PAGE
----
Sex education is a topic of great importance. We all agree on that, (or most people anyway), and yet it’s something that scares us.
So we leave it to somebody else, and like the old children’s story, if everybody leaves it for somebody else to do, it never gets done. Or in this case, Some of it gets done, but what is Done is Negative, and It’s not working.
What’s negative about our sex education is that it’s fear based. We teach our children, and not only our children, about not getting pregnant, about not contracting HIV/Aids.
The shame and taboo of sex is still there.
The embarrassment of talking about sex is still there.
And we know it’s not working.
Teenage pregnancy is on the rise.
HIV figures are not decreasing and sexual abuse is increasing.
More children of 12 years old are having sex.
We are failing our children and ourselves in an area of life that we could make a real, noticeable difference.
Why does it scare us to go there?
Because we have to confront ourselves, acknowledge that maybe we don’t know that much about sex ourselves, about our genitals. And it embarrasses us.
So sex education is not just about our kids, it’s educating a society to a new way of being and relating, to new, healthy attitudes about ourselves, other people, our world.
I’m often asked, ‘How do I talk to my kids about sex?’
It’s a simple question with a complex answer that challenges us.
Firstly, we have to talk to them openly and honestly, which means no embarrassment, no euphemisms. We can only do this if we’re comfortable with our own sexuality.
Secondly, it means we have to acknowledge our kids as sexual beings, even if they’re asking purely out of curiosity, not an intention to act. (We can hope that they’re not in the growing group of 12 and 13 year olds having sex, because, of course, ‘my child never would’). Once again it’s always Some body Else.
Thirdly, the education we offer has to come into line with what they’re seeing in the media, TV, movies etc. the onslaught they’re exposed to every day. We have to close the gap between old, outdated ideas and the reality they face in the world.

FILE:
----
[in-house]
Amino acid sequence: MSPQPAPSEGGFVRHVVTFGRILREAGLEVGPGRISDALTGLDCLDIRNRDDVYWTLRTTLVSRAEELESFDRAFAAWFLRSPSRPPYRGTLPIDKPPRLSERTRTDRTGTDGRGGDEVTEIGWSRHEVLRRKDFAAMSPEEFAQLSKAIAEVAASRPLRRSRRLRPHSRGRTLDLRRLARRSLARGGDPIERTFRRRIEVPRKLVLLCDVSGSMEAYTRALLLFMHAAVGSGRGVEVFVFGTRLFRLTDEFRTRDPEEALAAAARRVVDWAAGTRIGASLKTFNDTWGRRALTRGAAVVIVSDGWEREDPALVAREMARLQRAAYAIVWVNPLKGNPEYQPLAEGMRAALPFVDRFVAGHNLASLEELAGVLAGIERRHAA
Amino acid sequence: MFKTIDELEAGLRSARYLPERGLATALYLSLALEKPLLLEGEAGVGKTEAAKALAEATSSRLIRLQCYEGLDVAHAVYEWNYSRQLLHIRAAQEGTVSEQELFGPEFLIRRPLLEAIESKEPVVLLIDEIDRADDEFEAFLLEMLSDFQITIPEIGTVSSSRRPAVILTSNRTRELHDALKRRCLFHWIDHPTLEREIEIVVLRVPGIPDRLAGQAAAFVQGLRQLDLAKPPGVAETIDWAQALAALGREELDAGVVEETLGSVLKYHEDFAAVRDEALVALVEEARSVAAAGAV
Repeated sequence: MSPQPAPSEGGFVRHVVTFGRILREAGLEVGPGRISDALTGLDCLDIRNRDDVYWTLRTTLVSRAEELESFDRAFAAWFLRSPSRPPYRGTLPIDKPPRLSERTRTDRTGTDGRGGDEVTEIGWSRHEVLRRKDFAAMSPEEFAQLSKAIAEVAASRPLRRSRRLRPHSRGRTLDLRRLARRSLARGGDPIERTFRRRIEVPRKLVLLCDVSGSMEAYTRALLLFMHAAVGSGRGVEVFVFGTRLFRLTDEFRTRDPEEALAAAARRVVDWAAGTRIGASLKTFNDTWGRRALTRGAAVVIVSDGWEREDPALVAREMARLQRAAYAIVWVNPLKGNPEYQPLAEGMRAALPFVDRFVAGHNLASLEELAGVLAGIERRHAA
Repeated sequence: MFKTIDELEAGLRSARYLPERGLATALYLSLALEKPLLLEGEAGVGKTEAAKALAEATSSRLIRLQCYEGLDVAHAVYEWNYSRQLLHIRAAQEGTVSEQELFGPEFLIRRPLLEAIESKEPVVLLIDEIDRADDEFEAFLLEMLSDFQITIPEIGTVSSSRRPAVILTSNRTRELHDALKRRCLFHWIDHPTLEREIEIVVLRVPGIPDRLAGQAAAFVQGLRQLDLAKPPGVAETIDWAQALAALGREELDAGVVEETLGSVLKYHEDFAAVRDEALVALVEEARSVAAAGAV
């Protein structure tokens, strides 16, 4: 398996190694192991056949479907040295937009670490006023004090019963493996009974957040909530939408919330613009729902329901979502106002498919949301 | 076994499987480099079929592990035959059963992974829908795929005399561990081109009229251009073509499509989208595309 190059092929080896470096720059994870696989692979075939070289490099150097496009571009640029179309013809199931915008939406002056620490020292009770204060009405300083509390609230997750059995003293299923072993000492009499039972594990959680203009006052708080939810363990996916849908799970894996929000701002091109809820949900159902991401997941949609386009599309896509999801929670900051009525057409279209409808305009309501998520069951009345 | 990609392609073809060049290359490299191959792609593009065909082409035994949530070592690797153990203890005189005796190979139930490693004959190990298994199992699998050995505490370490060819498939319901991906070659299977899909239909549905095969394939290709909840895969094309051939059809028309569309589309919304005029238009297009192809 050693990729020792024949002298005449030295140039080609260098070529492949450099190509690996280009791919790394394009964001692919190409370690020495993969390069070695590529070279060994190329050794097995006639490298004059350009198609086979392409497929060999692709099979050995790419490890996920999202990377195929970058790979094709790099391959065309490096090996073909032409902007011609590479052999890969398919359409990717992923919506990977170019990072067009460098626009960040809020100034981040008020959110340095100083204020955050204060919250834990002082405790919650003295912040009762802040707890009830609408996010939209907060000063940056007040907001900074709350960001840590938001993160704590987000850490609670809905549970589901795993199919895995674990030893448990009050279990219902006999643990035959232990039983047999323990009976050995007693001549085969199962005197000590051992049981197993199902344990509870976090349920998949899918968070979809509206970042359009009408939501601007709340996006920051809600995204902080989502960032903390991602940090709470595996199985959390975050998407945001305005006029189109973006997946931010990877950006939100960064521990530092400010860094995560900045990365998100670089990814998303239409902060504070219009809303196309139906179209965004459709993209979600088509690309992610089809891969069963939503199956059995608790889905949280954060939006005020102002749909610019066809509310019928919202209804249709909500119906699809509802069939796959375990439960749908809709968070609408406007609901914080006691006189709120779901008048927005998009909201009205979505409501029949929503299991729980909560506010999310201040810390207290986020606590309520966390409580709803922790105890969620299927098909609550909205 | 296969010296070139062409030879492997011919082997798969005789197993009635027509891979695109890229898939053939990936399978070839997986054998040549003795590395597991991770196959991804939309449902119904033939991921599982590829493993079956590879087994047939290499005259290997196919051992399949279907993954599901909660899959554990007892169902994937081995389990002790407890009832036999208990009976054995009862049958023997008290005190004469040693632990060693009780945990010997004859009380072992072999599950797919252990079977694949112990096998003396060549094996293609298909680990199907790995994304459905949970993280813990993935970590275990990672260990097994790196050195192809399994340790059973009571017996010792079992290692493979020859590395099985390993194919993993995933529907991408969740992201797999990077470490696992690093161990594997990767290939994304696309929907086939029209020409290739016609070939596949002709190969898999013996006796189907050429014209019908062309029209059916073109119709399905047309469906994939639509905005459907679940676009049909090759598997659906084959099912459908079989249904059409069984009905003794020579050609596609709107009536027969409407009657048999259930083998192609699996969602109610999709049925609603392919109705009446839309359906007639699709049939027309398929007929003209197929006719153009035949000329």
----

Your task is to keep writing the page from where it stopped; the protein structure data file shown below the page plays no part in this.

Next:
Next we have to have open forums for discussion on a range of sexual issues. The people we choose to lead these are important. They need to be open, honest and aware, not fearful or stuck in the past. Their education on sexual topics needs to be clear, not infused with myths and misunderstandings.
Then we have to offer sexual alternatives.
Our children are not not going to have sex once they’ve decided to explore, for whatever reason, boredom, excitement, and peer pressure, whatever.
We can’t stop them, as much as some people think they can.
But if we offer alternatives and look to other sources for education we can make a difference.
There are other possibilities for sexual exploration than penetration. One example is the Expanded Orgasm technique, no penetration, no oral, no swapping bodily fluids, includes respect and communication.
I’ve come to see that masturbation is still a big taboo in our society, yet it has many benefits. One of these is that becoming conscious of your own body and pleasure brings a greater sense of ownership of your self. This leads directly to becoming more responsible of who you allow to do what to you, what the boundaries are.
Then we look to the East, to the Tantric and Taoist traditions. Sex is given its rightful place as an integral and important part of life, with accompanying education. Some of the most important principles these philosophies teach, besides their techniques, are respect, honouring, communication and context.
From time to time there have been teenagers at the introductory talks on Tantra that I give. Every one of them has said that they wished all their friends could hear these ideas; it would make their sexual attitudes and actions very different. In South Africa the principles of respect and honouring are vital in light of the incredibly high incidence of rape and abuse.
These ideas are not about fostering a climate of promiscuity, just the opposite. By taking ownership of yourself and your sexuality, with real knowledge, with understanding the importance of emotions and relationships we create a meaningful context to explore in.
If we can teach our kids to respect themselves more, that will extend into respecting others, our society, our environment, our world…
Sex education is not only about teaching our children how not to get pregnant, it’s about educating ourselves to be happy, fulfilled, pleasured beings.
It’s educating a society, a future.